So many litigants envision having the opposing party pay their legal fees after litigation, based predominantly on the unwavering confidence that they are unequivocally in the right. I respect that – the innate sense of justice and confidence in our legal system. However, an award of attorney’s fees is elusive, more akin to the distant snapping of a twig during a nighttime stroll through the graveyard or a shadow only seen out of the corner of one’s eye.
Generally speaking, U.S. courts operate on the “American Rule” by which each of the litigants is responsible for their own, respective attorney’s fees. More specifically, these fees are awarded only after a (non-exhaustive) three-factor test established by the Supreme Court: (1) whether the plaintiff’s claims were “objectively reasonable” and/or “frivolous,” (2) whether the suit was brought with any improper motivation or bad faith conduct, and (3) considerations of compensation and deterrence. Last year’s case of Horror Inc. v. Miller sets forth an illustrative analysis of this test.
Victor Miller is the hero who wrote the 1979 screenplay for Friday the 13th, the slasher film featuring—spoiler alert—the vengeance of Jason Voorhees’ mother whose son drowned, ostensibly due to the negligence of iniquitous Camp Crystal Lake counselors. The film has gone on to earn millions of dollars over the course of 10 sequels and a reboot. In 2016, Miller issued a §203(a) termination notice of his initial ($9,000) contract with the production company. Horror Inc., not wanting to renegotiate for or lose its valuable franchise, filed for a declaratory judgment that the script was a work-made-for-hire and, thus, not vulnerable to statutory termination of a license. Horror Inc. lost its case by summary judgment, then on appeal. Miller subsequently filed for attorney’s fees.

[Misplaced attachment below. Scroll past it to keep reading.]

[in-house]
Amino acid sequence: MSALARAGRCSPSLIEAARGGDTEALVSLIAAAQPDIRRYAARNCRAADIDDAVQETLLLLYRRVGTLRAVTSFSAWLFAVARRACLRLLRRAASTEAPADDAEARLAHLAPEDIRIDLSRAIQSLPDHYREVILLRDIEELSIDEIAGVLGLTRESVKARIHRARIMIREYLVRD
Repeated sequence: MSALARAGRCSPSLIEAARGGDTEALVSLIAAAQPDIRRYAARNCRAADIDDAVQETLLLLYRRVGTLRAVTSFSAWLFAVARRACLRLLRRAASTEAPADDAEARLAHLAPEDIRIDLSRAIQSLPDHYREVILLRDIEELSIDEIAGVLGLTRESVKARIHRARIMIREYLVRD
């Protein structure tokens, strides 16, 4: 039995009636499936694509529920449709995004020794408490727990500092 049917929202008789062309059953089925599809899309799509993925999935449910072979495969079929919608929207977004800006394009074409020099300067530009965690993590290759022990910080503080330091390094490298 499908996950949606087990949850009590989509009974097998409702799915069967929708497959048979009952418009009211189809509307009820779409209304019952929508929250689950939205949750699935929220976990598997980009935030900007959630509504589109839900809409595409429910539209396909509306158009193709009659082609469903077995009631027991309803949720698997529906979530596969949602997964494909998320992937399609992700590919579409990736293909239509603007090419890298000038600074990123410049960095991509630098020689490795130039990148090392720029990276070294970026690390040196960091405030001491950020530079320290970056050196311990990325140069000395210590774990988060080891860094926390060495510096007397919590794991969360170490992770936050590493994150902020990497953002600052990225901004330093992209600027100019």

The court first ruled that Horror Inc.’s claim (that declaratory judgments did not warrant an award of attorney’s fees) was objectively unreasonable but not frivolous. It was objectively unreasonable because there was plenty of precedent stating that §505 of the Copyright Act allows for attorney’s fees for any civil action involving properly registered copyrights. However, a complaint is only frivolous “where it lacks an arguable basis either in law or in fact” and the court found there was an arguable basis for this objectively unreasonable claim. This factor weighed against awarding attorney’s fees.
The court then ruled that Horror Inc.’s suit was brought with improper motivation. The plaintiff had supplemented its declaratory claim with breach of contract, slander of title, and unfair trade practices. The court characterized these allegations of tortious conduct as an attempt to intimidate Miller from exercising his termination rights. This factor weighed in favor of awarding attorney’s fees.
With one factor weighing against attorney’s fees, and another factor weighing in favor, the court evaluated considerations of compensation and deterrence. It found that Miller’s successful defense of his termination right was consistent with Congress’s purpose for establishing such termination. Additionally, it found that a fee award would deter “similarly situated plaintiffs from bringing unreasonable claims” against authors asserting this right in good faith. Attorney’s fees awarded!
Certainly, the spookiest part of this decision is that a plaintiff can file something objectively unreasonable but not frivolous. Nevertheless, the above represents a standard analysis for determining whether an award of attorney’s fees is even possible. Such windfalls would appear to be a sort of litigation “jump scare”: always lurking, but difficult to predict